Totally agree, I’m anticipating sobbing like a baby at the end of the series, That letter ugh XD
Another beautiful post. See this is why i don’t comment what more could i possibly say. I’m too teary eyed to see my screen well anyways
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You and me both, Irina. It’s enough that you validate how emotionally invested I tend to get with this..!
I love how you were able to uncover that Kousei’s mother’s influence in his life was not entirely negative. The unintended consequences of her actions resulted in Kousei being able to communicate with the audience through his music. Though this begs the question, was it not also his mother’s stern treatment that created Kousei’s reserved nature to begin with? Had his mother, and Kousei’s desire to please her, not been a driving influence in Kousei’s life, would he have been more extroverted and naturally social?
On a complete aside, that ties into this idea of connection, what are your thoughts on the decision to have Kousei’s father be absent throughout this series? Is this done to show how Kousei’s mother was the main influence in his life or was there an even deeper motive behind it?
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Well the episode itself did most of the uncovering, but I’ll take it 🙂
But you draw an interesting parallel between Kousei being naturally reserved and being unable to communicate through music. Saki’s training I think, while not hindering him, never really taught him to be expressive. Playing perfectly wins competitions, and in her mind being able to do that was the priority. If Kousei got to play with Tsubaki and the others more as a child I’m sure he would have been more social, but I can’t say for certain what that would mean for his performances. If Emi’s story is any indication, Kousei was already capable of expressing himself before his mom began forcing him to adhere to the score. Still, if he wasn’t taught to stifle his emotions during the performance I’m sure he would have become a different kind of pianist.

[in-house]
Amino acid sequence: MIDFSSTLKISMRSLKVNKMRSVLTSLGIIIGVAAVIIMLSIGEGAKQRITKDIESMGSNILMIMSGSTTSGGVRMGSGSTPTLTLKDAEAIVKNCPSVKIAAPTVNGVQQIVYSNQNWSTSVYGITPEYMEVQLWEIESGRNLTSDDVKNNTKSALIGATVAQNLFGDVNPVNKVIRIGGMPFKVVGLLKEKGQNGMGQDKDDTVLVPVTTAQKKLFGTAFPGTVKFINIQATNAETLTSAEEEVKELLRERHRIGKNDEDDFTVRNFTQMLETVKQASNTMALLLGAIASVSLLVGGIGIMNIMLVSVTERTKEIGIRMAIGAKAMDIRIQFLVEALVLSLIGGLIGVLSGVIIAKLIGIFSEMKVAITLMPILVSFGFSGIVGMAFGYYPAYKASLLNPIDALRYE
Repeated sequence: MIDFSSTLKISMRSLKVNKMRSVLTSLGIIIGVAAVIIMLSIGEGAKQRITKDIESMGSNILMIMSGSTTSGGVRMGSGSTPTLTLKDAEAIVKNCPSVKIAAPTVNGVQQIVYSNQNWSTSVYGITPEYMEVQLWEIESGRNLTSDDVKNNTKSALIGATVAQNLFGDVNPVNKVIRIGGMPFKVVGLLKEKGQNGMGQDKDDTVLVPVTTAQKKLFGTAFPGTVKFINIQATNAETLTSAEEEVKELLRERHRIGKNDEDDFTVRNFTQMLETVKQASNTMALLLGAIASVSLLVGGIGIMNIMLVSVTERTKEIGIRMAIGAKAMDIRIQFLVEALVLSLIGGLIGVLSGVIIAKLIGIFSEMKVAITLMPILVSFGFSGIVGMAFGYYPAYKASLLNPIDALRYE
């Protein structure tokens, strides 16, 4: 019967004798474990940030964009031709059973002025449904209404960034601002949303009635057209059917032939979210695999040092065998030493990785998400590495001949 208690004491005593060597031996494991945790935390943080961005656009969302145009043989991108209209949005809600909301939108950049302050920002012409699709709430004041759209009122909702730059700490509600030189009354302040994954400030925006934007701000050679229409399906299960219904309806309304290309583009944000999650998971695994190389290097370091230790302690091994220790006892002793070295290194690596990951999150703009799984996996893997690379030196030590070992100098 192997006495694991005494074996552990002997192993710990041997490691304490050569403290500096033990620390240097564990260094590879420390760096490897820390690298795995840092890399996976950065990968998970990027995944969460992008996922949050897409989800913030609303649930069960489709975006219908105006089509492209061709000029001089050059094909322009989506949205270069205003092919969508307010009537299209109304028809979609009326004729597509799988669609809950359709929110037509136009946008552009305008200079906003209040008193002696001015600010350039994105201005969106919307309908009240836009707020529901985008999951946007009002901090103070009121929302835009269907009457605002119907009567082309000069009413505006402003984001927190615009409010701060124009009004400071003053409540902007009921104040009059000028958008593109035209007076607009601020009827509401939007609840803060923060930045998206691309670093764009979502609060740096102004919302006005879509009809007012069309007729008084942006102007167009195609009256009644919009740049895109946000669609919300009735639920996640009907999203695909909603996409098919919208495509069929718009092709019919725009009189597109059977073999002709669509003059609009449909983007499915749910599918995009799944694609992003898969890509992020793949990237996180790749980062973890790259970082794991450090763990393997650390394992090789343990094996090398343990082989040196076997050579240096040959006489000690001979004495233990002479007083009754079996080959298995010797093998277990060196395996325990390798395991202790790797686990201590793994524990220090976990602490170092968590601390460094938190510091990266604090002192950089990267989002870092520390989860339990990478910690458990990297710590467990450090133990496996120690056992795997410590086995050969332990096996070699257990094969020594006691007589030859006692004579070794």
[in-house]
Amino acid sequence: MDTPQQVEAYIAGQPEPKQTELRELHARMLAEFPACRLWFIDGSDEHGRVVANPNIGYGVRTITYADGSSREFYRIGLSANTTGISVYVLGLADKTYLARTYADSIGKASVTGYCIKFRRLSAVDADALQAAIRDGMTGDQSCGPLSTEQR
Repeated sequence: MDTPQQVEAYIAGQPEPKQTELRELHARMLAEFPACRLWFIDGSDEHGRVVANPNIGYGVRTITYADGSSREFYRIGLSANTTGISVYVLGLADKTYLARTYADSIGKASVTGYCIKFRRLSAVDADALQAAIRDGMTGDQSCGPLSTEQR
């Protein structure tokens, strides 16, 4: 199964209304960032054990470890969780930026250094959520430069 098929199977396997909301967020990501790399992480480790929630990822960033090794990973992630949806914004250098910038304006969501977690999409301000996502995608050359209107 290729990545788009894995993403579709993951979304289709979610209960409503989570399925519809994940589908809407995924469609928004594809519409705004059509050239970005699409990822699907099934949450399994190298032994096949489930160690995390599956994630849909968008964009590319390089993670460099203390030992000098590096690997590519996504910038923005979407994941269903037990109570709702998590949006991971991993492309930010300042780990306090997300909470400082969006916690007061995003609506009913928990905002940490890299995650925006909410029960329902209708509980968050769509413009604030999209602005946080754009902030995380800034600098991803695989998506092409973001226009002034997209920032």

On the topic of Kousei’s father, I don’t much understand his absence other than the writer not knowing how he would fit into the story. His mother’s need to impart these skills on Kousei suggests that he would need to take care of himself, so I have no idea what kind of relationship they might have had. We see someone walking with Kousei in the hospital through flashbacks in episode 14 and I can only assume it’s his father which shows he was around some of the time while Saki was sick. Kousei also mentions in ep 15 that he has his father’s permission to move to attend school in another prefecture so there is some sort of contact. Based on all this it just seems like Arakawa just had no place for Kousei’s dad in his story so he completely sidelines him. Saki’s influence, as you said, had the greatest part in shaping him so the focus went there instead.
Ahhh, remembering what happened in this episode after reading your post got me misty-eyed. Same with reading Crystal’s comment and your response. Wow. Not much else to say other than that.
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It was a very personal story. We get all worked up from things that happen in an anime show but so many people deal with the same or similar feelings all the time.
I think a good message to take away is that tragedy doesn’t have to turn the memories of a loved one into entrapping sadness. Remembering them for what they brought to your life can be liberating too.